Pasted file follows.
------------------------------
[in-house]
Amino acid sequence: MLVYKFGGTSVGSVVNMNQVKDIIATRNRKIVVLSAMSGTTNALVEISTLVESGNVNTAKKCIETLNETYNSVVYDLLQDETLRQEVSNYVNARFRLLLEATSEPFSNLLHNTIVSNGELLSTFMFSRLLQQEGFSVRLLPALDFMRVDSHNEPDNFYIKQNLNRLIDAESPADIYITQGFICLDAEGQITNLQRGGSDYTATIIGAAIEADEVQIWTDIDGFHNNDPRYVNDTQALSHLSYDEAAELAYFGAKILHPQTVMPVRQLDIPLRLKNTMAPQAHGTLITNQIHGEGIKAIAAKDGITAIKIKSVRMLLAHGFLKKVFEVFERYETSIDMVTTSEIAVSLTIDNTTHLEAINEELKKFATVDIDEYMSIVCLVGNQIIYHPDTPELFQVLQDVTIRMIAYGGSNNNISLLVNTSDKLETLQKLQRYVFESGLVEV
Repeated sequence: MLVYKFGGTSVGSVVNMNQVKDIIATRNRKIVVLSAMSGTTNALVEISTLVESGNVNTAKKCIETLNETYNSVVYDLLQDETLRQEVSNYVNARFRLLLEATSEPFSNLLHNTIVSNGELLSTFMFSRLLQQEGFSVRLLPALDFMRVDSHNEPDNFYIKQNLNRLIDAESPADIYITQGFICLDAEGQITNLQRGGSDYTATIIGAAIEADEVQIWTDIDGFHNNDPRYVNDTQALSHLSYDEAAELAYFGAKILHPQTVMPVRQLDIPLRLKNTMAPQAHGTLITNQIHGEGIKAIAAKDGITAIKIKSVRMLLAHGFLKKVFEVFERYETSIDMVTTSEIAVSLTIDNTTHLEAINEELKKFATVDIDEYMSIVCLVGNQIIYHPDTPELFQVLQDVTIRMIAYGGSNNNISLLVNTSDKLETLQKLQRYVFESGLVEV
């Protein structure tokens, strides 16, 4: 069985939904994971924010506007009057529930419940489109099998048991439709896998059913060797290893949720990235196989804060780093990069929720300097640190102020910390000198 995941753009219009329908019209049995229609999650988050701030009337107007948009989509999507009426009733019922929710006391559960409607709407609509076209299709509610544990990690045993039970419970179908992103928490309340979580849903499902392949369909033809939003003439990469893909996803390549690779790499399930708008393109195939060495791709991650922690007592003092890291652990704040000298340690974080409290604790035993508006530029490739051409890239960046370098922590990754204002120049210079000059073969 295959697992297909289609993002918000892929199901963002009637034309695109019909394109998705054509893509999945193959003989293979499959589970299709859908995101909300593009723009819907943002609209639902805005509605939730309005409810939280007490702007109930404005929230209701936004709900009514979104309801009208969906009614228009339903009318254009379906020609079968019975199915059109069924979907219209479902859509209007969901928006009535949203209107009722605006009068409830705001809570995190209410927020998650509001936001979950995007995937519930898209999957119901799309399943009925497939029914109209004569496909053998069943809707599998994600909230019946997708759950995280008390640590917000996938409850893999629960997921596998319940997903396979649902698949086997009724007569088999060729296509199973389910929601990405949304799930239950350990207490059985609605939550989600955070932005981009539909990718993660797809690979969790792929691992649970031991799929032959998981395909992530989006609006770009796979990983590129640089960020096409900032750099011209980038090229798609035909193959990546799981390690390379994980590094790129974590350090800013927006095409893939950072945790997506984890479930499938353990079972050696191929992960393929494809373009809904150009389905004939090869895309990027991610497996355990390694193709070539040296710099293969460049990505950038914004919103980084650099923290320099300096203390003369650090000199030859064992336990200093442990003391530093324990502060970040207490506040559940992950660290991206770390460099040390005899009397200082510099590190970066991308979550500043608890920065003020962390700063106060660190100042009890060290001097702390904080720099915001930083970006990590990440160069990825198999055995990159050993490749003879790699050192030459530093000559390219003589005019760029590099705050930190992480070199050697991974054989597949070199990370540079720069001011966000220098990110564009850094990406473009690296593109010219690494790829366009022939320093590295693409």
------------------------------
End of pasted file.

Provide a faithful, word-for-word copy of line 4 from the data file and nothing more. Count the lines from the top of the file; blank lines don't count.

């Protein structure tokens, strides 16, 4: 069985939904994971924010506007009057529930419940489109099998048991439709896998059913060797290893949720990235196989804060780093990069929720300097640190102020910390000198 995941753009219009329908019209049995229609999650988050701030009337107007948009989509999507009426009733019922929710006391559960409607709407609509076209299709509610544990990690045993039970419970179908992103928490309340979580849903499902392949369909033809939003003439990469893909996803390549690779790499399930708008393109195939060495791709991650922690007592003092890291652990704040000298340690974080409290604790035993508006530029490739051409890239960046370098922590990754204002120049210079000059073969 295959697992297909289609993002918000892929199901963002009637034309695109019909394109998705054509893509999945193959003989293979499959589970299709859908995101909300593009723009819907943002609209639902805005509605939730309005409810939280007490702007109930404005929230209701936004709900009514979104309801009208969906009614228009339903009318254009379906020609079968019975199915059109069924979907219209479902859509209007969901928006009535949203209107009722605006009068409830705001809570995190209410927020998650509001936001979950995007995937519930898209999957119901799309399943009925497939029914109209004569496909053998069943809707599998994600909230019946997708759950995280008390640590917000996938409850893999629960997921596998319940997903396979649902698949086997009724007569088999060729296509199973389910929601990405949304799930239950350990207490059985609605939550989600955070932005981009539909990718993660797809690979969790792929691992649970031991799929032959998981395909992530989006609006770009796979990983590129640089960020096409900032750099011209980038090229798609035909193959990546799981390690390379994980590094790129974590350090800013927006095409893939950072945790997506984890479930499938353990079972050696191929992960393929494809373009809904150009389905004939090869895309990027991610497996355990390694193709070539040296710099293969460049990505950038914004919103980084650099923290320099300096203390003369650090000199030859064992336990200093442990003391530093324990502060970040207490506040559940992950660290991206770390460099040390005899009397200082510099590190970066991308979550500043608890920065003020962390700063106060660190100042009890060290001097702390904080720099915001930083970006990590990440160069990825198999055995990159050993490749003879790699050192030459530093000559390219003589005019760029590099705050930190992480070199050697991974054989597949070199990370540079720069001011966000220098990110564009850094990406473009690296593109010219690494790829366009022939320093590295693409």